Immunologist Dr Anthony Fauci, President Donald Trump, and the founders of the Black Lives Matter movement - Patrisse Cullors, Alicia Garza, and Opal Tomet – have been named among TIME Magazine’s 2020 list of the 100 most influential people in the world.
They were also joined by Gabrielle Union and Dwyane Wade, praised for raising their transgender daughter Zaya, soccer player Megan Rapinoe, hailed for her LGBT rights advocacy, and Amy O'Sullivan, an 18-year veteran ER nurse who represents all front-line workers that have risked their lives throughout the COVID-19 pandemic.
TV anchor Jimmy Kimmel penned the biography for Fauci, the nation's most prominent infectious disease expert, who decisively entered the spotlight this spring as a member of President Trump’s Coronavirus Task Force.
“He delivers the truth, as difficult as it may be to hear, earnestly and with one goal: to save lives. His courage and candor have earned our trust. We are all fortunate to have a man of his wisdom, experience and integrity to help us navigate these difficult waters”, Kimmel pointed out in his appraisal. Meanwhile, Trump's own entry - in the category "Leaders" - comes with a far more scathing description of the conservative president, ostensibly striving to “bend the government to serve his personal political interests”.
TIME's senior White House correspondent Brian Bennett openly took jabs at Trump, writing that he had “downplayed the severity of COVID-19 early on, refused for months to wear a mask and pressured government scientists to change their recommendations, as the virus spread to eventually kill more than 200,000 Americans”.
President Trump landed in the list for the fifth year straight, along with his Attorney General Bill Barr and election rivals Joe Biden and Kamala Harris. Incidentally, Biden’s blurb describes President Trump’s Democratic opponent as “honest, compassionate and empathetic - but most of all, he is a public servant”, the description says, in a markedly positive tone.
Featured among the world's leaders is also Indian Prime Minister Narendra Modi. However, the author of the write-up on the conservative head of the Indian government wasn't sparing in criticism, aimed at Modi's Bharatiya Janata Party.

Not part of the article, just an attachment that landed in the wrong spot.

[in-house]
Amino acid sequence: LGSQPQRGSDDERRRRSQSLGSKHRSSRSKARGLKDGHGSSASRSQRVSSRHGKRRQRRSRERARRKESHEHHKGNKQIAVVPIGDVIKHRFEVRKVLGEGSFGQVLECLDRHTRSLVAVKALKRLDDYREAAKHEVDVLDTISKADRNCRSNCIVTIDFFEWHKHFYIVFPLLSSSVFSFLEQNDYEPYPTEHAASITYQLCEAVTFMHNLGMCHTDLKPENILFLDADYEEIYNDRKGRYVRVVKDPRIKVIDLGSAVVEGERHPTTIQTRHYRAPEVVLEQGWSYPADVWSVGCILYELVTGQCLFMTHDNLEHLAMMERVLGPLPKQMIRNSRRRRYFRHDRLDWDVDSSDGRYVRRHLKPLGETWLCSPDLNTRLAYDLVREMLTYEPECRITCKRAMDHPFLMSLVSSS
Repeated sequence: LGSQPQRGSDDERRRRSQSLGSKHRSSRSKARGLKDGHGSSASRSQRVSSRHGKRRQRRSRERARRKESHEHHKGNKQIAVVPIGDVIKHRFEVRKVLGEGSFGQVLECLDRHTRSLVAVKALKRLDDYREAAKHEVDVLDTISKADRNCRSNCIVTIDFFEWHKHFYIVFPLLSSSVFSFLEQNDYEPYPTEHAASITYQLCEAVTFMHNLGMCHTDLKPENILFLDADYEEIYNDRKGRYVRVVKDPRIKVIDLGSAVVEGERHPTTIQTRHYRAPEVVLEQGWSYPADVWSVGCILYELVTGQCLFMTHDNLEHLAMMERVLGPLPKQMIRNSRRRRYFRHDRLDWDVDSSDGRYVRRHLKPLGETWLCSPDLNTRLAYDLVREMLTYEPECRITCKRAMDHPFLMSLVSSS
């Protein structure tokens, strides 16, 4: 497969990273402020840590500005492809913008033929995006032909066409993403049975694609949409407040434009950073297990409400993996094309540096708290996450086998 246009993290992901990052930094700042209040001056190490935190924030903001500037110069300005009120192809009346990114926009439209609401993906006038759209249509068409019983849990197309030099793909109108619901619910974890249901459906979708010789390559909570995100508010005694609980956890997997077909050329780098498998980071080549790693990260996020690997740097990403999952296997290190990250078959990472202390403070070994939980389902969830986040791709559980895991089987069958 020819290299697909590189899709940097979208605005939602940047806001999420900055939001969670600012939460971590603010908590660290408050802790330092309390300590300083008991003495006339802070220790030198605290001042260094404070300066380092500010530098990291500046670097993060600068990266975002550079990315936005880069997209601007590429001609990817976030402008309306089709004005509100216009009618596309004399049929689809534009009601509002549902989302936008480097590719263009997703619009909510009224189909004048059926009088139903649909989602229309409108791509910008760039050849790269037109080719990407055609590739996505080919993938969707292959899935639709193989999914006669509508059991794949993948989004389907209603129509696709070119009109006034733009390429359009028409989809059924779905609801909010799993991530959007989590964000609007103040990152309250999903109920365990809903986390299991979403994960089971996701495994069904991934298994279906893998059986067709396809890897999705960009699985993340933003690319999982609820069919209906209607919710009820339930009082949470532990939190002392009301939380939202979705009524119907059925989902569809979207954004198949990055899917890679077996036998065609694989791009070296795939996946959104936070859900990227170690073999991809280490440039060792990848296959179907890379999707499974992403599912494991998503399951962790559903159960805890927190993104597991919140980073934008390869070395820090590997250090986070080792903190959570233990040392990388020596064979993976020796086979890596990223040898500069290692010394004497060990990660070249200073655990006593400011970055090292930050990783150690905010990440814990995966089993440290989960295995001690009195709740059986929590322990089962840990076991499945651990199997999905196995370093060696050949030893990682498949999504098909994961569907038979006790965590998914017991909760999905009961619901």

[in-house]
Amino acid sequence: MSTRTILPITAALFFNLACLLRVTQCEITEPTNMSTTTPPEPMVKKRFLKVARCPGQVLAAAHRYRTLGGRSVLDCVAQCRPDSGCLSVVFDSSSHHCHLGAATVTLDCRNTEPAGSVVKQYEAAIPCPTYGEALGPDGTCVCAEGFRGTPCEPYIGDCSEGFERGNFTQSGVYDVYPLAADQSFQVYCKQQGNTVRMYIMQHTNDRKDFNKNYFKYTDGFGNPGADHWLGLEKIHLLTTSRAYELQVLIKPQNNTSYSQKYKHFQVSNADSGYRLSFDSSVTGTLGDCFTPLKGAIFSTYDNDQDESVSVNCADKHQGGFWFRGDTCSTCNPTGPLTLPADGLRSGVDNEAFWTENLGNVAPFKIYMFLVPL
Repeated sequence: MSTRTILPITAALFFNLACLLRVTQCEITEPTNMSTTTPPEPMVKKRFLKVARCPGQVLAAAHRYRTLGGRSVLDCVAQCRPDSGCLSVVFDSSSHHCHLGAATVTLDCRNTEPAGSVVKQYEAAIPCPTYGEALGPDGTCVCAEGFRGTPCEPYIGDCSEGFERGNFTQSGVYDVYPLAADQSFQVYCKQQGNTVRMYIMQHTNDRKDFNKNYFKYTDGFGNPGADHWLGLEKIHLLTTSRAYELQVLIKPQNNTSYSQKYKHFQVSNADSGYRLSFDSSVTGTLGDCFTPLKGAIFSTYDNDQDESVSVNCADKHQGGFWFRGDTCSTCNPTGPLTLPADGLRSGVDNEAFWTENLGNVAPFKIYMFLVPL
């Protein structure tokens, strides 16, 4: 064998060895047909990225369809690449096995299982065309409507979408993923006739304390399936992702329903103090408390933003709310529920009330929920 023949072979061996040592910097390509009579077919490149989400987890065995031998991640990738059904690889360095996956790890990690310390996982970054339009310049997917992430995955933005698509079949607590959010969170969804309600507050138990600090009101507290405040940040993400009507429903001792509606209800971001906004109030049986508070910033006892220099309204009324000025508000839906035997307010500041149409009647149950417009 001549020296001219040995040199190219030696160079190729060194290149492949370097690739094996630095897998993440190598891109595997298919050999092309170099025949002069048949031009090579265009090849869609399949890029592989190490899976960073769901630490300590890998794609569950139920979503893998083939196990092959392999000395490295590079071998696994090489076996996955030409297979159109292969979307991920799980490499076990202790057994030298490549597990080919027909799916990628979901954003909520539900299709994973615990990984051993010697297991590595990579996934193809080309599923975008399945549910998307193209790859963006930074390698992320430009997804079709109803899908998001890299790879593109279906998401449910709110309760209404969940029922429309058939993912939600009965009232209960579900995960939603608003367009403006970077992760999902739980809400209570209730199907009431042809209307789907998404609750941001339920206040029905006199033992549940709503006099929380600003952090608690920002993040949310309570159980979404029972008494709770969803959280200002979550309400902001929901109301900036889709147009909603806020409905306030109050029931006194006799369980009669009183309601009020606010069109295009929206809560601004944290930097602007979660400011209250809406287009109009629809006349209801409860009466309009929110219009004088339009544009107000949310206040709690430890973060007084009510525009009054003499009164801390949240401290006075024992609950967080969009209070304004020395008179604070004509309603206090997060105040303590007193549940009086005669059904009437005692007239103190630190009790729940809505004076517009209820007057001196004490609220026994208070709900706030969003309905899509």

TIME did not shy away from suggesting that Modi, as India's PM, had "brought into doubt" India's secular nature, where "Christians, Muslims, Sikhs, Buddhists, Jains and other religious sects - all have abided in India", going on to slam the party as one "attacking pluralism" in the country.
Separately, Black Lives Matter personas Cullors, Garza, and Tometi headed up the "Icons" part, with their concise biography written by Sybrina Fulton, the mother of Trayvon Martin, a black 17-year-old who was shot dead by a neighbourhood watchman in Florida in 2012.
“There are only three of them, but they are everywhere”, Fulton wrote.
“They are getting people to think: What if you had a 17-year-old son in a hoodie, and no weapon, just a candy and a drink, and now he’s dead on the ground? What if your daughter was sleeping in her own bed and the police knocked down the door and killed her? How would you feel? That is what 'Black Lives Matter' asks”, she noted.
The list, to a great extent pro-Democratic and tilted towards portrayals of social campaigns, was accompanied by a video message by TIME’s previous honourees from 2018 – Prince Harry and Meghan Markle, who jumped at a chance to call for maximum voter turnout in the November presidential poll, with critics deeming their address as a veiled show of support for Democratic candidate Joe Biden.
“Dr. Fauci getting the recognition he deserves”, one praised TIME’s compilation, with another echoing the stance:
Fauci deserves to be on the cover this year. We couldn’t have navigated through covid without him 🙏🏼— ⟭⟬ Nooricakkes ⁷⟬⟭- IM DIAMOND U KNOW I GLOW UP💎 (@nooricakkes) September 23, 2020
However, one sceptical user queried in response:
“For injecting a SARS protein into a coronavirus sample 10 years ago, then selling it to China when it became an illegal practice in this country?”
Others were “shocked” that K-pop grandees BTS weren’t in the list:
Shocked BTS isn’t on the list. They’ve saved millions of army fans during the pandemic (emotionally) and empowered people to donate 1 million dollar to the BLM movement...— EllexBTS ⁷ (@Ellexbts7) September 23, 2020
There was also room for jokes, with some deeming the list as appropriate to include the novel coronavirus as 2020’s most notorious and powerful actor:
So in what category is the coronavirus??— Wellman Lake (@wellmanlake) September 23, 2020
... with someone replying cheekily:
“It commissioned the issue”.
Some, seeing Brazilian President Jair Bolsonaro mentioned, rushed to pin the blame for his country's coronavirus death rates on him.
While some suggested that quite a lot of names were, as they say, undeservedly missing from the list, others suggested there should be at least two compilations – of positive and negative influencers alike:
You missed @FaheemYounus ..he did some exemplary and eye opening revelations during the covid period..— Berojgaar Abhishek kumar (@becoolwidabhi) September 23, 2020
@nathanlawkc is under list “Pioneers” and that is of coz well recognized. However, I wonder why Hong Kong CE #CarrieLam is NOT on the list. She is one of the most notorious but influential people too, maybe TIME doesn’t count her as HUMAN?— LawMic 😷 (@LawMic1997) September 23, 2020
George Floyd should be on the number 1 position for the most influential person of 2020. He changed the world.— Bezi Paul Tobore (@BeziPaul) September 23, 2020
My advice would be to either divide the list into top BEST and top WORST influencers, or to do 2 lists, because the bad influencers will share that they are on this list as a good thing and people will acknowledge that without even reading the text, like my current president :)— Viviane Oliveira (@vivianenobre) September 23, 2020